John Brown Trial

Topics: Slavery, Supreme Court of the United States, Jury Pages: 5 (1995 words) Published: November 11, 2012
HIST 310

April 27, 2010

Trial And Execution of John Brown Was Not Fair.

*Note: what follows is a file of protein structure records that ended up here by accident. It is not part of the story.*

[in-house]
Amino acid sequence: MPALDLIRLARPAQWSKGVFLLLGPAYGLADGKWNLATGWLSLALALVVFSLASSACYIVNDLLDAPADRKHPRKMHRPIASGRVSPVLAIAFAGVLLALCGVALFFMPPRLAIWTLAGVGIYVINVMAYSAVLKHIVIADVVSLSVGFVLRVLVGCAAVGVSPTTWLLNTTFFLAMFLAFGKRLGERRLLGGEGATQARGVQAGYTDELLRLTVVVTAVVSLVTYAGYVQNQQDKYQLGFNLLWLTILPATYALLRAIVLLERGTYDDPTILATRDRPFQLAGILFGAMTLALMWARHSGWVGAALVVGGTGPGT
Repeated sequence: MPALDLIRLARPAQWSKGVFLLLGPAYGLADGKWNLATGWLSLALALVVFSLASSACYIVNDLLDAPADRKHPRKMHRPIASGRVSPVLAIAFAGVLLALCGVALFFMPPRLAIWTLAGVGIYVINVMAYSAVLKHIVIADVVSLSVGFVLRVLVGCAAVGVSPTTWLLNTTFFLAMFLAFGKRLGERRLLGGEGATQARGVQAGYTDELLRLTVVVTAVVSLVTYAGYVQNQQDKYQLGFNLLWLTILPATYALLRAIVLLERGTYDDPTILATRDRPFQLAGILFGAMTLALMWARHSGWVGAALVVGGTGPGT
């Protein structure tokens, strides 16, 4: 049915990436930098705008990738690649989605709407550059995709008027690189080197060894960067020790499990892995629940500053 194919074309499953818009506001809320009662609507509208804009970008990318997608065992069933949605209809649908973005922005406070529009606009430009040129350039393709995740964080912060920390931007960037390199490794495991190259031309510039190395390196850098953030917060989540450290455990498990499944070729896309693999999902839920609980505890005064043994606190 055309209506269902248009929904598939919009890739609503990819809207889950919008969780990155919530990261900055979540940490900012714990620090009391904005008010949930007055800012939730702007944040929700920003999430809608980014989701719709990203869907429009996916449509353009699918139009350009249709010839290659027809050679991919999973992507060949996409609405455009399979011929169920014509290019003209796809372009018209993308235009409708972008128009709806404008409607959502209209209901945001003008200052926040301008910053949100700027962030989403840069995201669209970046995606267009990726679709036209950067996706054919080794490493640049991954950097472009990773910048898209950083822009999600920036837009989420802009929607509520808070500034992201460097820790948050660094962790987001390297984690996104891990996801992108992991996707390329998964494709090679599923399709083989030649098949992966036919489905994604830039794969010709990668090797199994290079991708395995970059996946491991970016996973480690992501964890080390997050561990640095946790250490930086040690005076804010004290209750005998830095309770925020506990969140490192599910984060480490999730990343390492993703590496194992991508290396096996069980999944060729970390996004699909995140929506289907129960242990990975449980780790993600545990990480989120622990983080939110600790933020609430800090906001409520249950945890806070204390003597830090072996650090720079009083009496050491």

John Brown led a raid on the federal armory at Harpers Ferry, Virginia (now West Virginia) with his eighteen followers, whites and blacks, in October 16, 1959. Occupying the federal armory, he intended to arm his other followers and black slaves in Virginia to free slaves in the Southern. At that time, many abolitionist in the Northern insisted emancipation of slavery only with words and theory rather than act. On the contrary, Brown believed that only strong act could set slaves free in the Southern. Within thirty-six hours, Brown’s raid on the Federal armory at Harpers Ferry had ended as result of a strong and well-planned Federal troops and Marine. In addition, Brown lost his two sons and most of his followers were killed or scattered at Harpers Ferry in the counter attack of the federal troops. He was captured by the federal troops and transferred to Charles Town, Virginia to have a trial. During Brown’s trial, the Virginia government quickly worked on his case to prevent agitation/animosity by the Southern slaves of Virginia. Brown’s case was not treated fairly even though he had several attorneys and juries. As a result, he was executed on December 2, 1859, two months after his trial. I believe that John Brown would not have fair trial. These were a number of reasons why Brown’s case was not treated fairly. From the beginning, John Brown was not give a proper attorney to defend his case. In Brown’s trial, Lawson Botts, a prominent Virginia attorney, was appointed to be Brown’s defense counsel by the Virginia Court members. However, Virginia assistant prosecutor, Hunter, emphasized that Virginia Legislature tried to treat Brown’s trial fairly. Hunter said that Virginia state court appointed “able and intelligent counsel had been assigned to them here, and … there was but little reason to expect the attendance of those gentlemen from the North who had been written to” for being fair (Document #5). Let us think about Lawson Botts (Document #5). Botts was an attorney in Virginia and he was a Southerner who may have owned a number of slaves. Although Botts may have tried to be unbiased, he might have been a bit prejudice towards Northerners as most Southerners were during the time. Moreover, Botts would also be slave master and Southerner. As slave master and Southerner, Botts might need to consider the public and his position in Virginia. As a result, it may have been tough for Botts to be neutral towards Brown’s trial or actively advocate John Brown and his parties. According to Mr. Hunter’s dialog. “What does he mean by wishing for delay for the purpose of having a fair trial… In regard to the telegram read, we know now who this Mr. Lewis is; we know no whether he is to come here as counsel for the prisoner or …” (Document #6), John Brown asked the court to delay his trial because he believed that he/his case wasn’t treated fairly. In addition, Mr. Botts also felt that Brown and his parties were not treated fairly according to Document #5 that states, “Mr. Botts added that at present the excitement was so great as perhaps to deter Northern counsel from coming, … the prisoners were to have a fair and impartial trial, he presumed that they would come and take part in the case” (Document #5). However, the Virginia Court did not accept the Northern attorney’s request, “or … wants to head a band of desperadoes to rescue the prisoner…” (Document #6). Secondly, not enough time was spent reviewing his case. His trial only took over a week, which begin on Tuesday; October 25, 1859 and concluded on Wednesday; November 2, 1859 (Document #7). One month later, he was executed at Charles Town on the morning December 2, 1859 (Document #17). How was it possible to take only one week to make a decision? It should have taken more than a month because they needed to gather critical evidences, testimonies, proper juries selection, and a...
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